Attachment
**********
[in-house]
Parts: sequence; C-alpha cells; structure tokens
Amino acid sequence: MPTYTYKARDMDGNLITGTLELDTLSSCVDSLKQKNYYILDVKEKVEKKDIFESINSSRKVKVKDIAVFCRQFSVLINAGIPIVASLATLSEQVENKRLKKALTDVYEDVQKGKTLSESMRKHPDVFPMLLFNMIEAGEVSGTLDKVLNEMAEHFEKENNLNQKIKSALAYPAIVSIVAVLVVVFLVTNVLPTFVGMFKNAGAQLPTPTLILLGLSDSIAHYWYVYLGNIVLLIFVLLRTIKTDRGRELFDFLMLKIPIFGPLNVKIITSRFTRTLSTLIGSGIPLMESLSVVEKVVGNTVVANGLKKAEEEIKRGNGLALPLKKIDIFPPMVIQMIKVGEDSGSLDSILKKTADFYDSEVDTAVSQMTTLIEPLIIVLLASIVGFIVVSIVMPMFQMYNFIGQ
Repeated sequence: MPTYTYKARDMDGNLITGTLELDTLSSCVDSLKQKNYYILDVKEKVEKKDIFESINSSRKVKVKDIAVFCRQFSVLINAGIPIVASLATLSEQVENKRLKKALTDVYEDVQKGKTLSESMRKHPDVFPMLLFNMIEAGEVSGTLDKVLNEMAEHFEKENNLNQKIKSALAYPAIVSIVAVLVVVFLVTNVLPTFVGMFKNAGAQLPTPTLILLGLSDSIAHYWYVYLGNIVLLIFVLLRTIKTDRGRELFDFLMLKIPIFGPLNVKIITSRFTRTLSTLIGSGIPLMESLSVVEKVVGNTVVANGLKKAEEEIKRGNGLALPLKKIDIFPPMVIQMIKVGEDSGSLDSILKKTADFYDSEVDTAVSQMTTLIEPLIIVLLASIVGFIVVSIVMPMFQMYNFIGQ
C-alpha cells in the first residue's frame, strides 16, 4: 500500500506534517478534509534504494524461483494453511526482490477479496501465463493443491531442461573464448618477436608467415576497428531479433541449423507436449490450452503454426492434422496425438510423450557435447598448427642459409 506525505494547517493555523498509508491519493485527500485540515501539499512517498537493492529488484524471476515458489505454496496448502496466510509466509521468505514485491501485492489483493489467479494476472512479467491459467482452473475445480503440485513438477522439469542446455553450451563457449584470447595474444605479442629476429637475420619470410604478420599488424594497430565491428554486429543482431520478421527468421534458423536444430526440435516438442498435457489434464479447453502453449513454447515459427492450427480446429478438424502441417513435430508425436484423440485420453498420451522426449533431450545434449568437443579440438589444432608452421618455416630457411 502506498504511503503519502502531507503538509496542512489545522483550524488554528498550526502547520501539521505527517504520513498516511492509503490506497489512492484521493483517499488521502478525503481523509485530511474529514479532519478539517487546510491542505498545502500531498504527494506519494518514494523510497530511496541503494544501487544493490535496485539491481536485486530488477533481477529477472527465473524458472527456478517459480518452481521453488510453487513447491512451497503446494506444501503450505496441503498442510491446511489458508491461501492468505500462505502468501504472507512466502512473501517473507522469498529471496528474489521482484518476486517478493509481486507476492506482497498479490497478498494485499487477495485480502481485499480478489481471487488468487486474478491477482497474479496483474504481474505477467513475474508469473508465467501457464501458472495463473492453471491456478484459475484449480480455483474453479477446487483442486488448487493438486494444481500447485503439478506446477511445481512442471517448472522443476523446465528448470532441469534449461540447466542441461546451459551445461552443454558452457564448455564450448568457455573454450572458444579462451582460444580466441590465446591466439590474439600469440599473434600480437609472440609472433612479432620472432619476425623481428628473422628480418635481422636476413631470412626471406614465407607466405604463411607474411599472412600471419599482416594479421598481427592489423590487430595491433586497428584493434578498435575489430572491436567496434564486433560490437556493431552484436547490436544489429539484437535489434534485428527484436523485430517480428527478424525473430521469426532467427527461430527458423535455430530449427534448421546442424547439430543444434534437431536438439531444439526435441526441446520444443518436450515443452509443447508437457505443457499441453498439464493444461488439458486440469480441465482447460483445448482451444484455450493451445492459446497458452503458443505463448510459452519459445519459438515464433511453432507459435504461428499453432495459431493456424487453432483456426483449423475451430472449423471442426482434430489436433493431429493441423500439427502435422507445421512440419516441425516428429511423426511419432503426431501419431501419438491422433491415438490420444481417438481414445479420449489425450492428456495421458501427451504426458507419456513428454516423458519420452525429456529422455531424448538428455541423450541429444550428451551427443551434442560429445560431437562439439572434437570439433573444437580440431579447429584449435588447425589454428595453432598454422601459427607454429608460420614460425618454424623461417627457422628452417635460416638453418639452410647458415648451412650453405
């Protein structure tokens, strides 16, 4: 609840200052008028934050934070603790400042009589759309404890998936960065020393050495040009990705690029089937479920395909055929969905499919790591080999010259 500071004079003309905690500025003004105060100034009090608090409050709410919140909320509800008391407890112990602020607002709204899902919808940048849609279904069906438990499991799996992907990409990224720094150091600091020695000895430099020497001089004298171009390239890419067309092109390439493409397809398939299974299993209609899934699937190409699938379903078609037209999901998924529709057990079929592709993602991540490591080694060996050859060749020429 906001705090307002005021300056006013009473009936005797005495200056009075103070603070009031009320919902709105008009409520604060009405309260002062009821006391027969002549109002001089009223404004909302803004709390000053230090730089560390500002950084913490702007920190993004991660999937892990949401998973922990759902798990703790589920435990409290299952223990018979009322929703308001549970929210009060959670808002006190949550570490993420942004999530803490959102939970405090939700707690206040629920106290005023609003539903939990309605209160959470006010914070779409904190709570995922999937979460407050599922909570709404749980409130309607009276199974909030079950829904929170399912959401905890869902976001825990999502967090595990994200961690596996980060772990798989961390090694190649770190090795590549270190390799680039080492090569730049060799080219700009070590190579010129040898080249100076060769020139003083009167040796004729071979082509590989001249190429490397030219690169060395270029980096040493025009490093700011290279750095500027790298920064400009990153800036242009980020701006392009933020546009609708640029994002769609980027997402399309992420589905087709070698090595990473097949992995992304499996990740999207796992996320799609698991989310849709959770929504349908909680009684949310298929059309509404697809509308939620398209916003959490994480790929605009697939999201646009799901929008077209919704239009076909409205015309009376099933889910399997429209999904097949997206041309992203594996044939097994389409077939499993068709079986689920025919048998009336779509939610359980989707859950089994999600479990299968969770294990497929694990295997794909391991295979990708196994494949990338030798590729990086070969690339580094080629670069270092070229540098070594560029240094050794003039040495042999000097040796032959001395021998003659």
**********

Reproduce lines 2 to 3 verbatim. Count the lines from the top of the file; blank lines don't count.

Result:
Parts: sequence; C-alpha cells; structure tokens
Amino acid sequence: MPTYTYKARDMDGNLITGTLELDTLSSCVDSLKQKNYYILDVKEKVEKKDIFESINSSRKVKVKDIAVFCRQFSVLINAGIPIVASLATLSEQVENKRLKKALTDVYEDVQKGKTLSESMRKHPDVFPMLLFNMIEAGEVSGTLDKVLNEMAEHFEKENNLNQKIKSALAYPAIVSIVAVLVVVFLVTNVLPTFVGMFKNAGAQLPTPTLILLGLSDSIAHYWYVYLGNIVLLIFVLLRTIKTDRGRELFDFLMLKIPIFGPLNVKIITSRFTRTLSTLIGSGIPLMESLSVVEKVVGNTVVANGLKKAEEEIKRGNGLALPLKKIDIFPPMVIQMIKVGEDSGSLDSILKKTADFYDSEVDTAVSQMTTLIEPLIIVLLASIVGFIVVSIVMPMFQMYNFIGQ